It reminds me of the older DLP sets Mitsubishi used to make. Instead of having square mirrors, they went to diamond shaped mirrors. It looked good when images were static or moving up, down, left or right, but when moving diagonal, it was easy to see artifacts in the picture.

            It may just be they way the gaps in the pixles are reacting to the movement of the screen. Instead of looking at one fixed spot your eyes are scanning along with the image and picking up the gaps in the pixels better.

            I have done the same thing with my daughter’s EVO 3D, and the Sprint Nexus at the retailer and I have not seen antything like that.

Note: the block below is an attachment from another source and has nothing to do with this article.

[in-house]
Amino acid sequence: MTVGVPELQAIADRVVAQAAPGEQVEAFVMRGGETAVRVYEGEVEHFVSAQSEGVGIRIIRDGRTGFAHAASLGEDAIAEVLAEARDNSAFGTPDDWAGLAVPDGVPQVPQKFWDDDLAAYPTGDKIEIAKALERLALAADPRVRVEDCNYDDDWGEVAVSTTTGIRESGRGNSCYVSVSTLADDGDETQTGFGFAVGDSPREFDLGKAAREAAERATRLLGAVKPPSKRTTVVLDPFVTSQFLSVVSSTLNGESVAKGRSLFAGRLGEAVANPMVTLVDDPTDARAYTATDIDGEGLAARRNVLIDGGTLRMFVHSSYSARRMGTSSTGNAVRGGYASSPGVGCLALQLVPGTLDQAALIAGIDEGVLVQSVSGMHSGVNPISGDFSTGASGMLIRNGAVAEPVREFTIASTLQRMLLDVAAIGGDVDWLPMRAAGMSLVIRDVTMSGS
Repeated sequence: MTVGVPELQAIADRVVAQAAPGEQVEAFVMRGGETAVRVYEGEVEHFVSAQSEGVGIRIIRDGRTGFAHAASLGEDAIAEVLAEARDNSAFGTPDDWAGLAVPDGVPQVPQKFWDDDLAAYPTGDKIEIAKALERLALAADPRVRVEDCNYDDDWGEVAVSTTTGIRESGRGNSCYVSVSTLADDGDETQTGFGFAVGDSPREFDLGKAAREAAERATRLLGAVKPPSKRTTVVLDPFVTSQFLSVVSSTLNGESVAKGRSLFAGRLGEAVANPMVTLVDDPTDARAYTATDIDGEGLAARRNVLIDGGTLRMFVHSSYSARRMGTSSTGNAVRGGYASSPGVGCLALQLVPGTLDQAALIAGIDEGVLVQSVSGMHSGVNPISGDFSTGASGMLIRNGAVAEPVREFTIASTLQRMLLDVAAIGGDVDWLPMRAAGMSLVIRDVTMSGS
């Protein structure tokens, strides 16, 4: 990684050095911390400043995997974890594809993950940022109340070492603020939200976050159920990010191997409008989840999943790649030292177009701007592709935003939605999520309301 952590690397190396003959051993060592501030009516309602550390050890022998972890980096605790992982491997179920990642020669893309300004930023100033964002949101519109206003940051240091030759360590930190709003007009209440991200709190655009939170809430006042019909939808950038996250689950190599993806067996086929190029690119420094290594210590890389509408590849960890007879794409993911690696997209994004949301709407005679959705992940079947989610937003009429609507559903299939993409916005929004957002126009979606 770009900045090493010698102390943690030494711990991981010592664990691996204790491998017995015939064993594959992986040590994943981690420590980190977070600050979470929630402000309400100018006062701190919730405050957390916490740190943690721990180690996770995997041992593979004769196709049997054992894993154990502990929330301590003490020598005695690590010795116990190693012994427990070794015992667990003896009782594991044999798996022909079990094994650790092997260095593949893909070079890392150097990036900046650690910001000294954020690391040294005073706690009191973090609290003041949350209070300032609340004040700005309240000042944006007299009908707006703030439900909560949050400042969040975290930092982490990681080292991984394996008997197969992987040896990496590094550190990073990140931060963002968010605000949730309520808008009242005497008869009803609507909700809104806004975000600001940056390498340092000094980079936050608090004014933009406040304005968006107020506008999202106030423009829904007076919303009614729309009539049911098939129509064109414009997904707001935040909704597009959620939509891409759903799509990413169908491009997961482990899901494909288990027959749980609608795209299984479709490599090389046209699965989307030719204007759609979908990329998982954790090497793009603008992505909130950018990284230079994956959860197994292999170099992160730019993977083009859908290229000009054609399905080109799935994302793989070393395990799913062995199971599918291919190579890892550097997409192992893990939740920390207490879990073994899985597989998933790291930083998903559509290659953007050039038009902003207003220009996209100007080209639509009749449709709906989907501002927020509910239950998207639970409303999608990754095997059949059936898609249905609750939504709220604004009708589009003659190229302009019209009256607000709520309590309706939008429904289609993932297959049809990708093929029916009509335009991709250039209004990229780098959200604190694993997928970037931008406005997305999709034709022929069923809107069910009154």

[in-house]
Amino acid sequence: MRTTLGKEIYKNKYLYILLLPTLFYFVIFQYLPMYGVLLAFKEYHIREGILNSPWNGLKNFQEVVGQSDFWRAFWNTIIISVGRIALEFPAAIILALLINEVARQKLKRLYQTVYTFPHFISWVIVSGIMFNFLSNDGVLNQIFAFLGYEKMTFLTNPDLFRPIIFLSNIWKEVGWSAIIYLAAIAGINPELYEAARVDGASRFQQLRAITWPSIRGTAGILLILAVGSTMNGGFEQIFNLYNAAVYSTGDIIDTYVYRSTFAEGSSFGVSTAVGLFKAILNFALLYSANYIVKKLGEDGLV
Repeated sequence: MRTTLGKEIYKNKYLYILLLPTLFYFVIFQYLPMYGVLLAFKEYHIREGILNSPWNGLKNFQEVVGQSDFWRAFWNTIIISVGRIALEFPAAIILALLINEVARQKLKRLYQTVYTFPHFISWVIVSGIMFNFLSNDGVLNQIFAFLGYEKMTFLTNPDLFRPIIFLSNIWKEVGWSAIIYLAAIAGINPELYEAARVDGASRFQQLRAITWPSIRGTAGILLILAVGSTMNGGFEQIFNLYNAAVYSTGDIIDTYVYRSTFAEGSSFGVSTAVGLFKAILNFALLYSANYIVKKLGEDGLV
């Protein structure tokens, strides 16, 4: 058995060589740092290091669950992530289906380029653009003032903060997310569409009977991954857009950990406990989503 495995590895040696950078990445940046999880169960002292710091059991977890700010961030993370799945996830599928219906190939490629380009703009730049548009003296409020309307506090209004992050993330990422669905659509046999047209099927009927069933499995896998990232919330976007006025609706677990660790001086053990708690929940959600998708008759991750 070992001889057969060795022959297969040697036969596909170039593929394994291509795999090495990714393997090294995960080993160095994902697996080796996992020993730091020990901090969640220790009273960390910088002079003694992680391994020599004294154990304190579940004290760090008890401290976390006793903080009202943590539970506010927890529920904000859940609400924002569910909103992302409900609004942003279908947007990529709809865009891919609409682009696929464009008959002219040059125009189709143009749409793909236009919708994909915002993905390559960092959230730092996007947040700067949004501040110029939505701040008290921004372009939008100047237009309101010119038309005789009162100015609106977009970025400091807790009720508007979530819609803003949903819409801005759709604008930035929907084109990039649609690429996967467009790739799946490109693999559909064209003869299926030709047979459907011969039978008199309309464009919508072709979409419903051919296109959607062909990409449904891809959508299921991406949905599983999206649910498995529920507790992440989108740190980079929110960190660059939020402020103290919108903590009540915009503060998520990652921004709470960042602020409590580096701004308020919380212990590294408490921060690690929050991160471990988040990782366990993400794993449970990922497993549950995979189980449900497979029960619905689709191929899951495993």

Thanks for the replies,

          • Bryan,

            Rather than a photo, is there any particular website that shows this up particularly well? I am organizing an outing to the local Sprint store with a couple of our Nouvoyance experts to have a closer look at the Photon. — Joel

          • Bryan,

            We went to have a closer look at the Photon.

            At first we could not see the diagonal lines on the demo here, but thanks to your guidance, when looking at the gallery application, where the apron below the photos is gray, we could see some faint diagonal lines when the photos were moving. Actually, for the same image in a fixed position I could see this if I moved my head or rotated the display. I am not yet sure that we know 100% for sure what we are seeing, but it is very unlikely a PenTile effect as PenTile algorithms have no preferred direction. Still we, at Nouvoyance, are trying to figure out what it can be. Would you have a chance to compare your phone to another Photon at the Sprint store to see if the effect is the same level for both? If our theory is right, this effect will vary in severity from one phone to the next.